movq @www.uninformativ.de

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Recent twts from movq

(#sp3wdea) I spent some more time with StarOffice 3.1 and it is indeed a bit clunky (of course it is, it’s from 1996). For example, a table of contents does not update automatically – you have to delete it and re-insert it. Sometimes it has graphical glitches. Font rendering isn’t too great.

And yet, I wish we would use this instead of $the_other_thing at work. It’s much faster (on my Pentium 133!) and more featureful. 🫤 (Or, you know, StarOffice’s modern descendant: LibreOffice.)


#4wtp6ua

(#iefub6q) Okay, GPS performance has degraded a lot over the last few days.

  • Time to first fix is a couple of minutes now, instead of 5-30 seconds.
  • Accuracy is reduced greatly, probably because the phone can one lock on to about 6-12 satellites, this used to be around 30 satellites.

In theory and under good conditions, you need 4 satellites to get a fix. But in reality, there are rarely “good conditions”, there are always buildings, hills, or trees nearby, so you need as many satellites as you can possibly get.

It’s not completely useless (yet), but it’s not great. I think I’m gonna lift some firewall restrictions. 🫤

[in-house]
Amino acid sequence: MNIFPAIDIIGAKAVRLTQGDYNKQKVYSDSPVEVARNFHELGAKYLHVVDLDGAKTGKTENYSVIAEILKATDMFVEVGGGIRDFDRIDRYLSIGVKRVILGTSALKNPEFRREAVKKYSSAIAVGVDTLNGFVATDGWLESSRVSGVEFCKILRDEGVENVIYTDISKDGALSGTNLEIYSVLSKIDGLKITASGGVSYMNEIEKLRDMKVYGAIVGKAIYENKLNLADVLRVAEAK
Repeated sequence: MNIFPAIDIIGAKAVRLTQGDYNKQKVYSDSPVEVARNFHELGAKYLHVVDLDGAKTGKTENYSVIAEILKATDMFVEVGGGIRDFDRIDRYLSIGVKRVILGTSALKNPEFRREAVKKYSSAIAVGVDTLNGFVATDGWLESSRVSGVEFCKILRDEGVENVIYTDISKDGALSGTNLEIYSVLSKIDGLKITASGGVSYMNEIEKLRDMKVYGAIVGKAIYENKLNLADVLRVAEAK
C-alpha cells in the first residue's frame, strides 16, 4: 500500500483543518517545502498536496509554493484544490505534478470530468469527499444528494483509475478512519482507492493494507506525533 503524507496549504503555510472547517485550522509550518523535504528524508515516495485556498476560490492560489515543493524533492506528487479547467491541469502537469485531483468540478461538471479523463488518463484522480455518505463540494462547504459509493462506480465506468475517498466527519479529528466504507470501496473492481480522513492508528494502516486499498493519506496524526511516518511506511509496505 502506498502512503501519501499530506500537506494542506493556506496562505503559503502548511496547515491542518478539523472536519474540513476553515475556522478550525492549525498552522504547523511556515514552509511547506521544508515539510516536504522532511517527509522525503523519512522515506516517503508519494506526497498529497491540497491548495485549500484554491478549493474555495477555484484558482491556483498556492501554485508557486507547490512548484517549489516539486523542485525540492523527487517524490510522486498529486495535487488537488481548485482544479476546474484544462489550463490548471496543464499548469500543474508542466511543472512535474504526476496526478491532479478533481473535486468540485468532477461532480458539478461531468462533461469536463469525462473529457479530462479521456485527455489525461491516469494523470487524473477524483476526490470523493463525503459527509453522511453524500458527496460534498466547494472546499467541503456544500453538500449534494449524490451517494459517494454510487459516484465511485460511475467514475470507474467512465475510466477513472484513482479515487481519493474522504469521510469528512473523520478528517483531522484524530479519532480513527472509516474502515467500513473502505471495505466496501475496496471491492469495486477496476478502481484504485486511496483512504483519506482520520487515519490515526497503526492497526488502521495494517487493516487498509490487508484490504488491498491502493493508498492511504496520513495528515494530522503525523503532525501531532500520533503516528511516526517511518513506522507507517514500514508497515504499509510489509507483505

#gwjxmaq

(#sp3wdea) I was able to dig up StarOffice 3.1, which I used in the 1990’ies on Windows 95. This was the highlight of my day. 🥰 As you can see in the photo below, this CD includes a version for Windows 3.1, 95/NT – and OS/2! How cool is that? My CD back then did not have the OS/2 version.

StarWriter of StarOffice 3.1 can do a lot of the stuff that I’m missing in the tool at work. Like automatic numbering of sections/chapters and cross-references to other parts of the document. Essential basic stuff like that.

All the following screenshots are from QEMU VMs (OS/2 2.1, Windows 3.11, and Windows 98), but I think I’m gonna install this on my real OS/2 Warp 4 box soon. 🧓

https://movq.de/v/eebbe648a5/

What really blew my mind is this feature, though: You can rearrange your document’s structure using drag-and-drop. Here’s a demo (Window 2000):

https://movq.de/v/67523d0d3f/so31.mp4

I really, really wish the tool at work would have a feature like that. It would have saved me so much time already. 😭


#7yiohna

(#sd3pb4q) @aelaraji@aelaraji.com lol, yeah, that would be great 😂

@lyse@lyse.isobeef.org @mckinley@mckinley.cc Huh, I envy you. 😅 I was browsing my GitHub stars, clicked Next a couple of times and then hit the back button on my mouse. Boom, I don’t get back to the previous page but to my profile page: https://github.com/vain?tab=stars

At work, it is absolutely pointless to expect forward/backward to work. Almost everything breaks. Maybe some older Jira still works, but that’s about it.


#v57aapq

(#iefub6q) @prologic@twtxt.net I sure hope you’re right. 😅 I’d love nothing more than not having to rely on the internet for this. 🤞